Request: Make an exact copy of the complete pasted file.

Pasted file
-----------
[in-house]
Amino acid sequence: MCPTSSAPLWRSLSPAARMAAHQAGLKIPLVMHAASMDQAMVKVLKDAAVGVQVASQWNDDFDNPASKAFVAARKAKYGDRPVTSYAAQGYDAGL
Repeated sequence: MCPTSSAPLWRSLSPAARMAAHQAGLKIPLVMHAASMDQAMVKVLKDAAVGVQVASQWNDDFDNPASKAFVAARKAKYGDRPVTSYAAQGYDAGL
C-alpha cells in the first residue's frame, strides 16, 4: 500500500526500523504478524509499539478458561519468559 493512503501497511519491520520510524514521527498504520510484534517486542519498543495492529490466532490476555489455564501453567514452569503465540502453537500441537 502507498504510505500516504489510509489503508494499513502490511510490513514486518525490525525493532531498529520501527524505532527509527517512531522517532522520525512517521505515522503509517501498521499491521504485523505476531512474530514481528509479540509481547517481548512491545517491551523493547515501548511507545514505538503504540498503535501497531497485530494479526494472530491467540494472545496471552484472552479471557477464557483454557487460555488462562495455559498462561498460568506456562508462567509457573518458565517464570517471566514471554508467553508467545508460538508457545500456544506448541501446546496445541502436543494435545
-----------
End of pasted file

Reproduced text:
[in-house]
Amino acid sequence: MCPTSSAPLWRSLSPAARMAAHQAGLKIPLVMHAASMDQAMVKVLKDAAVGVQVASQWNDDFDNPASKAFVAARKAKYGDRPVTSYAAQGYDAGL
Repeated sequence: MCPTSSAPLWRSLSPAARMAAHQAGLKIPLVMHAASMDQAMVKVLKDAAVGVQVASQWNDDFDNPASKAFVAARKAKYGDRPVTSYAAQGYDAGL
C-alpha cells in the first residue's frame, strides 16, 4: 500500500526500523504478524509499539478458561519468559 493512503501497511519491520520510524514521527498504520510484534517486542519498543495492529490466532490476555489455564501453567514452569503465540502453537500441537 502507498504510505500516504489510509489503508494499513502490511510490513514486518525490525525493532531498529520501527524505532527509527517512531522517532522520525512517521505515522503509517501498521499491521504485523505476531512474530514481528509479540509481547517481548512491545517491551523493547515501548511507545514505538503504540498503535501497531497485530494479526494472530491467540494472545496471552484472552479471557477464557483454557487460555488462562495455559498462561498460568506456562508462567509457573518458565517464570517471566514471554508467553508467545508460538508457545500456544506448541501446546496445541502436543494435545